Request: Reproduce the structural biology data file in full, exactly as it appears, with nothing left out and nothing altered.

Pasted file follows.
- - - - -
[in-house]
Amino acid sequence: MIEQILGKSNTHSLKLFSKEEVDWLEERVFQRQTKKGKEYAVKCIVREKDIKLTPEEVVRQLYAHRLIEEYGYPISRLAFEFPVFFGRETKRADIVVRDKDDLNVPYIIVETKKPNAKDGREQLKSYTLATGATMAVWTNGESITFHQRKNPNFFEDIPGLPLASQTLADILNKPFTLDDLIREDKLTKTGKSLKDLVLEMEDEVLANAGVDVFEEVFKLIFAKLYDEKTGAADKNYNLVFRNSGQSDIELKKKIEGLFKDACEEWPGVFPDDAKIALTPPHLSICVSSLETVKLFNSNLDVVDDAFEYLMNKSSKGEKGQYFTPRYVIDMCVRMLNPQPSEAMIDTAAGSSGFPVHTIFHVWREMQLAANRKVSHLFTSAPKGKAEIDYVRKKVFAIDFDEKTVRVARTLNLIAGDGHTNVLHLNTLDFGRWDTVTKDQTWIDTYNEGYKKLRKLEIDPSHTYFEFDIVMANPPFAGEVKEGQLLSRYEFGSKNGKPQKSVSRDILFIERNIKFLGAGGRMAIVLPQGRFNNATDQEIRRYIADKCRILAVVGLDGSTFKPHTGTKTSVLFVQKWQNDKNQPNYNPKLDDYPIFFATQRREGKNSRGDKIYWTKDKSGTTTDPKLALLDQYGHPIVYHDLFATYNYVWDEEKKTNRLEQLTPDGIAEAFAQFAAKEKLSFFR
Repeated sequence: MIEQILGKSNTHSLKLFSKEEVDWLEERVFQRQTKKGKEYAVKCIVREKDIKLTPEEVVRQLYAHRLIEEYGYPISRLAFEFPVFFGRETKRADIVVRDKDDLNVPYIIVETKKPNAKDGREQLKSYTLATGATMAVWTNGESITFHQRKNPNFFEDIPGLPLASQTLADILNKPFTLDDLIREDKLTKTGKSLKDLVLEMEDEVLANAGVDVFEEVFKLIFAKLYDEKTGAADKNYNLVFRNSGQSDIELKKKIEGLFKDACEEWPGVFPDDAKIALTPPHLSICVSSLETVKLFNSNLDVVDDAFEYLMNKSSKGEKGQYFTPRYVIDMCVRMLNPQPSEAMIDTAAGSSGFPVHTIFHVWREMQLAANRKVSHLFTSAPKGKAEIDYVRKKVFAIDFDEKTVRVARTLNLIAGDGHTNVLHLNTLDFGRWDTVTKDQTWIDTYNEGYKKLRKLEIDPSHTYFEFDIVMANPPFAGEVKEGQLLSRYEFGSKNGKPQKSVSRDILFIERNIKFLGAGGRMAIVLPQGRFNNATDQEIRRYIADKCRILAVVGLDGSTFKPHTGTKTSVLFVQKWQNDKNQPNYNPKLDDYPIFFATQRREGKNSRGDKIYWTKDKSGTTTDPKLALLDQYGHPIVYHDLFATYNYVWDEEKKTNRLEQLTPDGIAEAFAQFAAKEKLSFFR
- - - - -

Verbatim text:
[in-house]
Amino acid sequence: MIEQILGKSNTHSLKLFSKEEVDWLEERVFQRQTKKGKEYAVKCIVREKDIKLTPEEVVRQLYAHRLIEEYGYPISRLAFEFPVFFGRETKRADIVVRDKDDLNVPYIIVETKKPNAKDGREQLKSYTLATGATMAVWTNGESITFHQRKNPNFFEDIPGLPLASQTLADILNKPFTLDDLIREDKLTKTGKSLKDLVLEMEDEVLANAGVDVFEEVFKLIFAKLYDEKTGAADKNYNLVFRNSGQSDIELKKKIEGLFKDACEEWPGVFPDDAKIALTPPHLSICVSSLETVKLFNSNLDVVDDAFEYLMNKSSKGEKGQYFTPRYVIDMCVRMLNPQPSEAMIDTAAGSSGFPVHTIFHVWREMQLAANRKVSHLFTSAPKGKAEIDYVRKKVFAIDFDEKTVRVARTLNLIAGDGHTNVLHLNTLDFGRWDTVTKDQTWIDTYNEGYKKLRKLEIDPSHTYFEFDIVMANPPFAGEVKEGQLLSRYEFGSKNGKPQKSVSRDILFIERNIKFLGAGGRMAIVLPQGRFNNATDQEIRRYIADKCRILAVVGLDGSTFKPHTGTKTSVLFVQKWQNDKNQPNYNPKLDDYPIFFATQRREGKNSRGDKIYWTKDKSGTTTDPKLALLDQYGHPIVYHDLFATYNYVWDEEKKTNRLEQLTPDGIAEAFAQFAAKEKLSFFR
Repeated sequence: MIEQILGKSNTHSLKLFSKEEVDWLEERVFQRQTKKGKEYAVKCIVREKDIKLTPEEVVRQLYAHRLIEEYGYPISRLAFEFPVFFGRETKRADIVVRDKDDLNVPYIIVETKKPNAKDGREQLKSYTLATGATMAVWTNGESITFHQRKNPNFFEDIPGLPLASQTLADILNKPFTLDDLIREDKLTKTGKSLKDLVLEMEDEVLANAGVDVFEEVFKLIFAKLYDEKTGAADKNYNLVFRNSGQSDIELKKKIEGLFKDACEEWPGVFPDDAKIALTPPHLSICVSSLETVKLFNSNLDVVDDAFEYLMNKSSKGEKGQYFTPRYVIDMCVRMLNPQPSEAMIDTAAGSSGFPVHTIFHVWREMQLAANRKVSHLFTSAPKGKAEIDYVRKKVFAIDFDEKTVRVARTLNLIAGDGHTNVLHLNTLDFGRWDTVTKDQTWIDTYNEGYKKLRKLEIDPSHTYFEFDIVMANPPFAGEVKEGQLLSRYEFGSKNGKPQKSVSRDILFIERNIKFLGAGGRMAIVLPQGRFNNATDQEIRRYIADKCRILAVVGLDGSTFKPHTGTKTSVLFVQKWQNDKNQPNYNPKLDDYPIFFATQRREGKNSRGDKIYWTKDKSGTTTDPKLALLDQYGHPIVYHDLFATYNYVWDEEKKTNRLEQLTPDGIAEAFAQFAAKEKLSFFR